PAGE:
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Friday, June 22, 2007

Life in Chennai #17: Why We Have Bars

The strangest, oddest fucking thing happened to me last night. It was surreal. I’m still shaking my head about it, trying to resolve the details.

So it’s 3am and I’m sleeping. I’m not sleeping that soundly actually. I was up late reading, my brain is still spinning and I can’t seem to get comfortable. So I’m rolling a lot. But I’m mostly asleep listening to the washing patter of rain through the nearby trees. Every once in a while it is punctuated by a snap and thud as the ripe mangos in the tree outside my window get heavy with water, break and fall heavily and satisfyingly to the pavement below. Occasionally a squirrel makes a racket, a vehicle passes along a nearby street, or a truck honks its horn, at who this time of night God only knows.

With all that, I am a little surprised I heard it. Perhaps it was simply the closeness or perhaps it was just a sound that was distinctly out of place, our brains adapted through the eons to pick out discrepancies in the background. Whatever the reason, the odd soft, scrape and knock stirred me.

You know when you’re in a sleepy state, your mind not quite awake and you’re not sure if you’re really awake. That was me. And even fuzzier without my glasses or contacts in.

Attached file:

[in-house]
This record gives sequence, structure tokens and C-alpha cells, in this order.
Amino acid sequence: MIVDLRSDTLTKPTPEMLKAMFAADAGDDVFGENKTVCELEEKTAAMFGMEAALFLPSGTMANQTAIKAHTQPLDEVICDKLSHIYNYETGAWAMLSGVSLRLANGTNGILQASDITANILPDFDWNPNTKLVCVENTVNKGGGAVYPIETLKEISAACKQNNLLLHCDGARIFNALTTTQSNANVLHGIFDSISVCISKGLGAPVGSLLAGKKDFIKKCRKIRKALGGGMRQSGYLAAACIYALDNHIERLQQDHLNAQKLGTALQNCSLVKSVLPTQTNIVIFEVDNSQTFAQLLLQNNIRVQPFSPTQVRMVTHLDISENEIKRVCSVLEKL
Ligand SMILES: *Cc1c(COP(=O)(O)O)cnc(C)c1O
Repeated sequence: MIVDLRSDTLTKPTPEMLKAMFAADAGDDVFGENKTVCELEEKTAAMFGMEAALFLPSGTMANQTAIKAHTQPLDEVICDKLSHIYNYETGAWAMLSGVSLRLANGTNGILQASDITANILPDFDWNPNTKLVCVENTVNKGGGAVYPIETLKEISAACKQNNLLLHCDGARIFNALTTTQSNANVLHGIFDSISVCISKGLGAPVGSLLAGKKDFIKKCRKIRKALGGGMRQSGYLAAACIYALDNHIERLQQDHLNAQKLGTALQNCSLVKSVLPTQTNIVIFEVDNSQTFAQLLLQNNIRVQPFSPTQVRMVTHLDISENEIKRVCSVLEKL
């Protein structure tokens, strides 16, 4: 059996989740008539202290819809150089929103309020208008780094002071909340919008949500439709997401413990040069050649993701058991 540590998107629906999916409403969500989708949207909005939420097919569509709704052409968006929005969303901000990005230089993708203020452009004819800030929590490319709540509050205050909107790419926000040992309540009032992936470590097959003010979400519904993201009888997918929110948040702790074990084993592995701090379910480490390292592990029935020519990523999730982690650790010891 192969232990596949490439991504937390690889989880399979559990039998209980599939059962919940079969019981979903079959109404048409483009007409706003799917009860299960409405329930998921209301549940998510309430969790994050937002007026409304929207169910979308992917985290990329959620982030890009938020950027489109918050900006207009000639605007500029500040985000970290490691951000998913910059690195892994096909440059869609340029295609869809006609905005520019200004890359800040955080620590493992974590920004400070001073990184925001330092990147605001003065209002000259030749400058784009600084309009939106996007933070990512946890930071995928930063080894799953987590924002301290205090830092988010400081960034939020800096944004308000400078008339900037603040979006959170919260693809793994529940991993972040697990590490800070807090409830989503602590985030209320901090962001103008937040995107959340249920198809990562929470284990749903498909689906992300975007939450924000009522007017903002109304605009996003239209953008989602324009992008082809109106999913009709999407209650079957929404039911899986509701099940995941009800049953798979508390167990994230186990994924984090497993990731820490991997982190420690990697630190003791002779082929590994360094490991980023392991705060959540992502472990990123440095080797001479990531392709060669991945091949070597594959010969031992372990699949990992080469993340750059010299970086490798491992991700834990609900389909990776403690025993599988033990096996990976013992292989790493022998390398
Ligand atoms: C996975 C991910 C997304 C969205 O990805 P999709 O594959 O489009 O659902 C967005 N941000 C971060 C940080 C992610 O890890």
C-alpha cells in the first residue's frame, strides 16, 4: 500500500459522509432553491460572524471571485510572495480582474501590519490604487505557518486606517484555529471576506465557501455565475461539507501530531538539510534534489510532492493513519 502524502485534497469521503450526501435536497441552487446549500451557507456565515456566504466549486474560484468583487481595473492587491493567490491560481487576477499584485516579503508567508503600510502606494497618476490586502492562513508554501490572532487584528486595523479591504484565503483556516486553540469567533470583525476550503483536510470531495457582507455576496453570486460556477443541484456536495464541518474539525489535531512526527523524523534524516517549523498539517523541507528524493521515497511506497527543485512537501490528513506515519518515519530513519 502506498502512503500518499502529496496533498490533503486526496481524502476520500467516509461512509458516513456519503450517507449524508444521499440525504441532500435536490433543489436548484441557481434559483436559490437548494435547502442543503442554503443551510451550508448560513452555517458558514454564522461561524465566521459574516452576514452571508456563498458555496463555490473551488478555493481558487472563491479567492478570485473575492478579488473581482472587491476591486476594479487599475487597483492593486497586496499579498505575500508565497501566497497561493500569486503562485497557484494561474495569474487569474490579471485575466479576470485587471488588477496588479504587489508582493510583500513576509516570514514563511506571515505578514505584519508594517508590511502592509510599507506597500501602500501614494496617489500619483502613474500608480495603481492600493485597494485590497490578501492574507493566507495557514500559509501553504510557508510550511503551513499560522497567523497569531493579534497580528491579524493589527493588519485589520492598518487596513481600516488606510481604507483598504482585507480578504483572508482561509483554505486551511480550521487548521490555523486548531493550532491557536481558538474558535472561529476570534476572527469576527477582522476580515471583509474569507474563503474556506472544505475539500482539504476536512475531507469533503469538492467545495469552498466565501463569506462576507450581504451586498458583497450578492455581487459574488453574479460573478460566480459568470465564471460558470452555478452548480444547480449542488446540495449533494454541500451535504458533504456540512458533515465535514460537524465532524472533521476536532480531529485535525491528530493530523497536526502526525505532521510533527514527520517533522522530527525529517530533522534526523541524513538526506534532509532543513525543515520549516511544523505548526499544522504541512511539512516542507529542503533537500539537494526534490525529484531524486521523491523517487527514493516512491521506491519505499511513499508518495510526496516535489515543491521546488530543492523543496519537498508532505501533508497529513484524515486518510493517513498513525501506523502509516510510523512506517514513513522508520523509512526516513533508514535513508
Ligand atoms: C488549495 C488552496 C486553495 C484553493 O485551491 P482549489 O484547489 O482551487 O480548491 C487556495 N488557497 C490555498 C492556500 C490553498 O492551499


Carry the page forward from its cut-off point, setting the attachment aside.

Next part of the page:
But I swear I thought I saw a large dark shadow drift down out of sight outside my window. Now that is a very odd thing to see. I wasn’t sure I saw it. There was no sound, just movement of dark in front of the city-warmed night sky and building across the yard. Sleepy as I was, I was having trouble processing what I thought I saw. I thought, “monkey?” but it was too large to be a monkey. Bird? It didn’t move like a bird. It kind of just looked like it sunk. It had human size, but I’m on the 3rd floor (that’s 4 storeys off the ground for those in North America. India counts the ground floor always as 0). And last I recalled, although admittedly I was quite tired and still very fuzzy, people didn’t sink silently and smoothly through the air.

Truth be told, I’m a little fuzzy about all that as I was not fully awake. I was starting to wonder if I had picked up a half-dream from having watched part of “The Exorcism of Emily Rose” and an episode of “Heroes” earlier than night. That combo will fuck up your dreams if anything does.

But something still wasn’t right. You know the feeling. Humans are very, very good at picking up subtle queues, even when you can’t put your finger on it. The dark swath shadow of the curtain bunched to the side of my window kept my eye. It didn’t move right as a curtain does and I was thinking it was too big. Don’t ask me how I decided this at 3am. But then it moved and resolved into a man-shape.